Small Business Publicity – Capture the Attention of Journalists & Bloggers
This is the first installment in our series on the new rules of PR, helping small business owners get the media coverage they deserve for the great work they do.
Journalists, reporters, and bloggers are busier than ever these days and their inboxes are fuller than ever, receiving literally hundreds of pitches each week. If you’re still sending out the same-old, same-old press releases, they’re going to hit the “delete” button. So how do take your small business publicity to the next level and get your announcements noticed?
It’s all about targeting and packaging.
Here are five rules to follow:
1. Know the journalist’s “beat”. We can’t emphasize this one enough—it’s crucial to know what a particular journalist writes about. Otherwise, you’ll end up sending pitches about your new pet products to a mommy blogger or asking a finance journalist to review your new tech tool. There are ways to learn more about the journalist so you target your small business publicity well. You can check out their bios on Twitter or on the author pages at the websites where they contribute.Google them to get an idea about their body of work. But there’s no better way to know what they’re interested in than actually reading their stuff.
2. Get to the point. Journalists are just like you—they’re swamped and scanning through tons of emails a day to get their jobs done. Subject lines matter, and straightforwardness works best. If your subject line is cutesy or cryptic, your email may never get opened. Clearly state what you have to offer, whether it’s data, advice, interview availability or a product for review. If what you’re offering is counterintuitive or surprising, that’s a great way to capture their attention. For example, I write about small business and I’m always looking for statistics and surveys, so a subject line like “Survey: 90% of SMB Owners Admit They Sleep Till Noon” would quickly grab my interest.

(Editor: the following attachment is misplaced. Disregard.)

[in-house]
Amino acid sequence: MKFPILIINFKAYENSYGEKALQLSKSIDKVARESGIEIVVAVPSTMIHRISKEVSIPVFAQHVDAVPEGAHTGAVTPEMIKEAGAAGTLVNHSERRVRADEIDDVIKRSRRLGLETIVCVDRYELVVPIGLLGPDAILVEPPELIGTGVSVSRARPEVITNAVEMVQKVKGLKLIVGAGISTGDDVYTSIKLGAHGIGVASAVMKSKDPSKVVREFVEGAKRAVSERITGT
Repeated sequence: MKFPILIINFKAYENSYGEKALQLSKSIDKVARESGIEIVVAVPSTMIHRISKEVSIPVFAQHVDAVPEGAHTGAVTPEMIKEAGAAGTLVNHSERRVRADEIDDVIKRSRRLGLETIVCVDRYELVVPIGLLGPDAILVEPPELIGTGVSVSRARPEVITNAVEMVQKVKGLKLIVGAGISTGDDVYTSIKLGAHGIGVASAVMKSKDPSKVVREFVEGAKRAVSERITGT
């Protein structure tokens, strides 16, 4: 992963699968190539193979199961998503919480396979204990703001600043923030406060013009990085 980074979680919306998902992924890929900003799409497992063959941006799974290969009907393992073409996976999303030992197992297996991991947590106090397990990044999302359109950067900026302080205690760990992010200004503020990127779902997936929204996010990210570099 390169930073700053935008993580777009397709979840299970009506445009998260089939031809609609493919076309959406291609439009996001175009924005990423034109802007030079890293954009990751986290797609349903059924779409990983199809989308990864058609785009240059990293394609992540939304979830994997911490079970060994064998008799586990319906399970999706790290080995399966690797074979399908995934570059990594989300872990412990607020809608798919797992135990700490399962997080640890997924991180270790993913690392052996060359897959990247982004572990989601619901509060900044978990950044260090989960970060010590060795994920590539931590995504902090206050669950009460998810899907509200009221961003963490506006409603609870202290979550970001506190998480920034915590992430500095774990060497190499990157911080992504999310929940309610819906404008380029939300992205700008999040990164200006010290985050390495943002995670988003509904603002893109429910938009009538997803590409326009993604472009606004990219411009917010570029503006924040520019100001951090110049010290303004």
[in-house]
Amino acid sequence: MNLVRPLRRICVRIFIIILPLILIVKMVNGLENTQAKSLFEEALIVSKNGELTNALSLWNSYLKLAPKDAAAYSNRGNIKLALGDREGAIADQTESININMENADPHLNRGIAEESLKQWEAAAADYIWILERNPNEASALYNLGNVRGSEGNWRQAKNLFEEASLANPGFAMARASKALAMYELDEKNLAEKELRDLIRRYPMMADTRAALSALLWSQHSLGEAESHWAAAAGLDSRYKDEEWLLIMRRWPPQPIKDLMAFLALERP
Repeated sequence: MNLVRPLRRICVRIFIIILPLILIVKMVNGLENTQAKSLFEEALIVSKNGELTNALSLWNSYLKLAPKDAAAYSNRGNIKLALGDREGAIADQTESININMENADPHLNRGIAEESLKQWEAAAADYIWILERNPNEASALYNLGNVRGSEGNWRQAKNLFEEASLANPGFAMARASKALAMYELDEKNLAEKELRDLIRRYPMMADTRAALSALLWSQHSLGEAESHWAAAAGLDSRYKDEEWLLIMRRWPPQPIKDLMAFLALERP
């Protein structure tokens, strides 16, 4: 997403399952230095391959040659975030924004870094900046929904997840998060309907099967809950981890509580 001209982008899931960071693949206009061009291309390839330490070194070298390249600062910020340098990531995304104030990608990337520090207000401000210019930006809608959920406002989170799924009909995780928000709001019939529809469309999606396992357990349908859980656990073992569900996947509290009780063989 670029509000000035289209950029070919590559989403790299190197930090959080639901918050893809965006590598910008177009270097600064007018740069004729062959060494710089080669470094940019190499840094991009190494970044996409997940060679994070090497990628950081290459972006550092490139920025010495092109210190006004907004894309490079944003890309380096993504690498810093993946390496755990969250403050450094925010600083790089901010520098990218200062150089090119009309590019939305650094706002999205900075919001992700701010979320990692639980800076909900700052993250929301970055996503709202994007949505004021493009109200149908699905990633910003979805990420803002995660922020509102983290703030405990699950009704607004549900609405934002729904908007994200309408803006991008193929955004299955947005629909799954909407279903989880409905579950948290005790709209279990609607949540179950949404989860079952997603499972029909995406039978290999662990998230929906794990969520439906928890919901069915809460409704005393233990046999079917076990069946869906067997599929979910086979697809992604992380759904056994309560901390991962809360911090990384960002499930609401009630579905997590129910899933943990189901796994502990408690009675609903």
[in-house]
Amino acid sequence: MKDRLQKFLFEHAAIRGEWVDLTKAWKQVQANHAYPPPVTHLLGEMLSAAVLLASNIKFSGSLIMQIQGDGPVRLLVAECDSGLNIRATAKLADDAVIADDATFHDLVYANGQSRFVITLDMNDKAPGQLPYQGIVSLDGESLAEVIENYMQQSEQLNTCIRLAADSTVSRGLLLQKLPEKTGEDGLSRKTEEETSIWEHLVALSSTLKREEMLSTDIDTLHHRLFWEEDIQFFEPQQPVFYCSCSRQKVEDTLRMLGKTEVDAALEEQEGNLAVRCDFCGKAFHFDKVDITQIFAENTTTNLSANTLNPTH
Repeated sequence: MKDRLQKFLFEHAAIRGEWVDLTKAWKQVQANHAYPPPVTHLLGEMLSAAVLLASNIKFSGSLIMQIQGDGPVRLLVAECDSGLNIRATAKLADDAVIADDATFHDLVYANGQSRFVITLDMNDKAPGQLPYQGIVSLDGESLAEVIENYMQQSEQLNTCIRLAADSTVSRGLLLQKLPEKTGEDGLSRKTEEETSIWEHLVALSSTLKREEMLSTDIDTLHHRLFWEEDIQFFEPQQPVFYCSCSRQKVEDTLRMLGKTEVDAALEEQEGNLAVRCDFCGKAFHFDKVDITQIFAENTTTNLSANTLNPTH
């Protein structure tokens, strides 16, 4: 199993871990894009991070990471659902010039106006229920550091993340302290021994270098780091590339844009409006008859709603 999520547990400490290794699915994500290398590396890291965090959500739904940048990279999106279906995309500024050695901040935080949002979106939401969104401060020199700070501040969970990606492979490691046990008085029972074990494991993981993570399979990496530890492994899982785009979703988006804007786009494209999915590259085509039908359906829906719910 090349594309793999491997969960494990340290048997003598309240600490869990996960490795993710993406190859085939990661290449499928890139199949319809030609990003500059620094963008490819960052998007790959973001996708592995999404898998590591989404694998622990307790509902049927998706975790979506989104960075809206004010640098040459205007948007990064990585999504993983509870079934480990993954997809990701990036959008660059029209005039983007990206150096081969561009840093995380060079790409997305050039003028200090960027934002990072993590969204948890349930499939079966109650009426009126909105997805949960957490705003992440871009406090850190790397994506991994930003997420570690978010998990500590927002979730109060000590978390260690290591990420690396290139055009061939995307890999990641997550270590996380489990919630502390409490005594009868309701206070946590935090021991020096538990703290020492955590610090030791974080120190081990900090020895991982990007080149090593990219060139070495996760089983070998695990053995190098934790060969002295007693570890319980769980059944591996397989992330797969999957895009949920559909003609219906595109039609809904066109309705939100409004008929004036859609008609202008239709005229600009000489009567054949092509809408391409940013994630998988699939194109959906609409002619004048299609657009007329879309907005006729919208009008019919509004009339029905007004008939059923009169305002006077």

3. Help them out. Journalists, and particularly bloggers, are under huge pressure to “feed the content beast” by churning out multiple blog posts, tweets, etc. a day. Make their jobs easier by including multiple suggestions for possible story angles. For instance, suppose the survey above found that business owners actually only sleep till noon one day a week because they’re so exhausted from working 18-hour days the rest of the time. You could suggest articles on “Are you getting enough sleep to succeed?”, “How to start a business where you can sleep till noon every day,” or “How to better manage your time.”
4. Provide backup. Give reporters the tools they need to research your story right away. Provide links to your survey results or other data, relevant articles written about your business, relevant articles you’ve written and your website (which does have an “About” page, right?).
5. Be responsive. Someone bit your bait and a reporter wants to talk to you—now. Get back to the person immediately and provide whatever they need, be it additional data, a high-resolution photo, overnighting a book or product for review or setting up an interview. Opportunities at small business publicity don’t last very long–if you travel frequently, are heading out on vacation or have another reason you won’t be able to respond immediately, put someone else at your business in charge of checking your email and phone messages and responding to media inquiries, stat.
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